Category Archives: dessert

Homemade Marshmallows

Another sweet treat I pumped out over the holiday was a crap ton of marshmallows. A friend of mine has made marshmallows before and I’ve always wanted to make them, I just never put the effort and time towards it. I finally mustard up the courage to make the marshmallows. I was armed with two recipes. They were both fairly similar, just two very minor differences. The first recipe I used was from How Sweet Eats. She made bourbon marshmallows a while back and of COURSE I had to get on that train. The second recipe was from Alton Brown. Traditional homemade marshmallows.

Both required gelatin, white sugar, corn syrup, ice cold water, confectioners sugar and patience.  How Sweet’s halved the water quantity, making it half water and half bourbon.  She also used egg whites.

The above picture was gelatin and melted sugars doing their thing.

This is where the two recipes differ. How Sweets says to add whipped egg whites into this. This is also where I made a HUGE, MESSY MISTAKE.  I didn’t read the recipe thoroughly. I had to remove the soft marshmallow blob from the mixing bowl and whisk, whip up my egg whites and combine everything. Don’t do this. Please. The mallow started to harden and it was a mess. I got it everywhere. It was a PITA to clean up surfaces I couldn’t soak in a sink full of hot water. Also, whipping the egg whites back into this mess was also painful to watch. If you choose How Sweets recipe, arm yourself with a second mixing bowl or whip your whites before the mallow. Learn from my mistakes.

Alton doesn’t use egg whites. Point for Alton, one bowl mess! He uses the same amount of ingredients as How Sweets, so you can easily sub in your bourbon.

Once your mallow is whipped to perfection, dump it into a well greased and dusted pan to set for at least three hours. I let mine sit overnight.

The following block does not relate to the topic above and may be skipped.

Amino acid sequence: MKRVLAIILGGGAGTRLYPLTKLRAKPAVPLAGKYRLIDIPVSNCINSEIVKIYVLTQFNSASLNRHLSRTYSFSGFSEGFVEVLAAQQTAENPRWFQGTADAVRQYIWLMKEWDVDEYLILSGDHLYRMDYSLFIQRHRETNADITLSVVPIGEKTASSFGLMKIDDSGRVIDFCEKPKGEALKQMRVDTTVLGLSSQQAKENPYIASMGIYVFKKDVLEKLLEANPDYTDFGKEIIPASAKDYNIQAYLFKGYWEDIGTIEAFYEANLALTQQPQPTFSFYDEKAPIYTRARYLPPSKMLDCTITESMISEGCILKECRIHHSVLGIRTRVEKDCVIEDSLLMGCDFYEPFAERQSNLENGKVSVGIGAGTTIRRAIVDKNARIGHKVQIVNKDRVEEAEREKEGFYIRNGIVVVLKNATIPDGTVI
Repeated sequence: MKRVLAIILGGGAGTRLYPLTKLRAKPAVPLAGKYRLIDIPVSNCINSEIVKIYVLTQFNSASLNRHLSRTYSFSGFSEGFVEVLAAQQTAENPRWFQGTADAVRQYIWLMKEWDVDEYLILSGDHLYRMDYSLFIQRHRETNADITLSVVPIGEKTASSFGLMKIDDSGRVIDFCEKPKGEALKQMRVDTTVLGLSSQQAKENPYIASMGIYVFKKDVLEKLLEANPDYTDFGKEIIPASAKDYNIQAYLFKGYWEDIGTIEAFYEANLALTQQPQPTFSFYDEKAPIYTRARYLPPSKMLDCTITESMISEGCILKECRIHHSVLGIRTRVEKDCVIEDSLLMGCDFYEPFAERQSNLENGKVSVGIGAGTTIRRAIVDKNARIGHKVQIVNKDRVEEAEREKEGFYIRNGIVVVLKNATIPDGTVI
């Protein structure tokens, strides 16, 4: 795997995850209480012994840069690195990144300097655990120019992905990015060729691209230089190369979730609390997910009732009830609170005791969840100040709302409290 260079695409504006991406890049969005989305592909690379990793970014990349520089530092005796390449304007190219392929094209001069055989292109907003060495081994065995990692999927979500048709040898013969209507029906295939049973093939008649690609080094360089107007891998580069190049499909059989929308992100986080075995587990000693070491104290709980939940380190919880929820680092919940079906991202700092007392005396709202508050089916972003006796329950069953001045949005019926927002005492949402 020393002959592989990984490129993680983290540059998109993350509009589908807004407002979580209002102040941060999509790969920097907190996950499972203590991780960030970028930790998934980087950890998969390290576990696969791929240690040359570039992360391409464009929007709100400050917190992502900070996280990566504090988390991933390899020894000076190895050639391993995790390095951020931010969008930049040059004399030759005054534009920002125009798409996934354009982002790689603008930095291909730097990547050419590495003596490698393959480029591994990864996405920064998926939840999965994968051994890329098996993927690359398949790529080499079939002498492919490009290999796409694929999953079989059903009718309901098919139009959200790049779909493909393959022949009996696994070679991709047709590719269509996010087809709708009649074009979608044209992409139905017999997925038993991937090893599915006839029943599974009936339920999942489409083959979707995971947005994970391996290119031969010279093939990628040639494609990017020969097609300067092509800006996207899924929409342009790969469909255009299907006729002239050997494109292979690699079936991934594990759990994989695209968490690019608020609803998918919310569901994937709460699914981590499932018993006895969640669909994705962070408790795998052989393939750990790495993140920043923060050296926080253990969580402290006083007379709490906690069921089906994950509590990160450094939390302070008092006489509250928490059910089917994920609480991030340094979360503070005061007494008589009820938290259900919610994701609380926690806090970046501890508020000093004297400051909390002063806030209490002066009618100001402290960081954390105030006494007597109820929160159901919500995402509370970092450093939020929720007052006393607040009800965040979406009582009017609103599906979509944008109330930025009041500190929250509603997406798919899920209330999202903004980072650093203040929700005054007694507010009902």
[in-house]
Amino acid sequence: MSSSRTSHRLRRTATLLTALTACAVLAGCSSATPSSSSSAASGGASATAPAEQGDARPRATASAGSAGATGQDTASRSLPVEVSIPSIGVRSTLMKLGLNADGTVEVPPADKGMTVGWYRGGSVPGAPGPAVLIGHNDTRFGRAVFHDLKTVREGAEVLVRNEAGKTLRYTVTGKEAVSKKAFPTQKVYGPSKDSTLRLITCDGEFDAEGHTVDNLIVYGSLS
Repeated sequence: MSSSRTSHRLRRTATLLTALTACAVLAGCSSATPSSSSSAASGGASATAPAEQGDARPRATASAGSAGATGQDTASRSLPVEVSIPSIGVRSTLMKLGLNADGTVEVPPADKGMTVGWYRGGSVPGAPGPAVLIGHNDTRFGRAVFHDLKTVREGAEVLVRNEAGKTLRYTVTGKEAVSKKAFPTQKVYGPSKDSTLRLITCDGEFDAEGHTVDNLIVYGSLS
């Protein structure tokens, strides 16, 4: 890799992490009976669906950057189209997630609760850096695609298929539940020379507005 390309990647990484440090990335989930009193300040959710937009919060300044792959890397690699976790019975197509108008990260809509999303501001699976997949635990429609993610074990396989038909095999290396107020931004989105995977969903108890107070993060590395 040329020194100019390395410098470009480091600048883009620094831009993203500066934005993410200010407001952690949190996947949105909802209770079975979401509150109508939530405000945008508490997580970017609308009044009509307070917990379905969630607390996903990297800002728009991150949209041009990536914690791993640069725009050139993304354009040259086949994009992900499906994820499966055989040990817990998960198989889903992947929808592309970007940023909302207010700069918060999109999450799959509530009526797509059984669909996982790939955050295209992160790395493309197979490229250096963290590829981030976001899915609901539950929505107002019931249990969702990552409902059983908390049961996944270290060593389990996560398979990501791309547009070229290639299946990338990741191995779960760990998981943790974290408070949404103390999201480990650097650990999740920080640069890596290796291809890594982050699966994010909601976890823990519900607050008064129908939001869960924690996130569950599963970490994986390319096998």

Once the pan of marshmallows has firmed up, transfer it to a cutting board and cut into whatever size marshmallows you desire. Dust all freshly cut sides of the marshmallows with confectioners sugar so they don’t stick to everything. Also dust your knife/kitchen shears to make it easy. I went with a smaller size to go along with a homemade hot chocolate mix.

The egg whites in How Sweet’s recipe made the marshmallows lighter and airy, but it wasn’t a needed step. It caused more of a messy headache than anything. I wish I took a photo of the mess but I’m pretty sure I got marshmallow goo all over my phone and didn’t want to get more on it. They still tasted delish, but you can achieve a great marshmallow with Alton’s recipe. I’m giving Alton the win on this round.

I got great reviews on the marshmallows. They didn’t melt too fast into coffee or hot chocolate, leaving you with a nice treat at the end of your drink. Yay!


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Gingerbread Biscotti

The holidays came and went. More like flew by! I made a MESS in the kitchen over the holidays. The best mess had to be gingerbread biscotti from Smitten Kitchen. The smell of baking biscotti swirling through the house made me smile. It smelled warm, inviting and freaking delicious. I’ve never made biscotti before. The thought of baking something twice made it seem hard and labor intensive. How wrong I was!

The ingredient list was not a million miles long and was fairly reasonable. I had all of the spices in the pantry, and everything else was a staple. I’m serious. I bet $5 you can make biscotti now. It’s that simple!

The “forming logs” part was a bit tricky for me, I admit. Only because I had no idea what I was doing. Also, I may have accidentally left out one cup of flour to the batter and had no idea how logs could be form with that mushy mess.  Luckily, I realized my mistake and added the cup back in.  Saved!

Egg wash was next for the logs and into the oven they went for about 25 minutes. Let them cool on a wire rack for another 20-25 minutes and cut into slices on an angle. Dip the biscotti in a cinnamon/sugar mixture and back in the oven they go, about 12-14 minutes per side. I let my baking time go a little longer than SK’s. I might have crammed too many on my baking sheet, and also, no oven is the same. Adjust the second bake to your liking! Once the second bake is done, transfer to a wire rack and cool.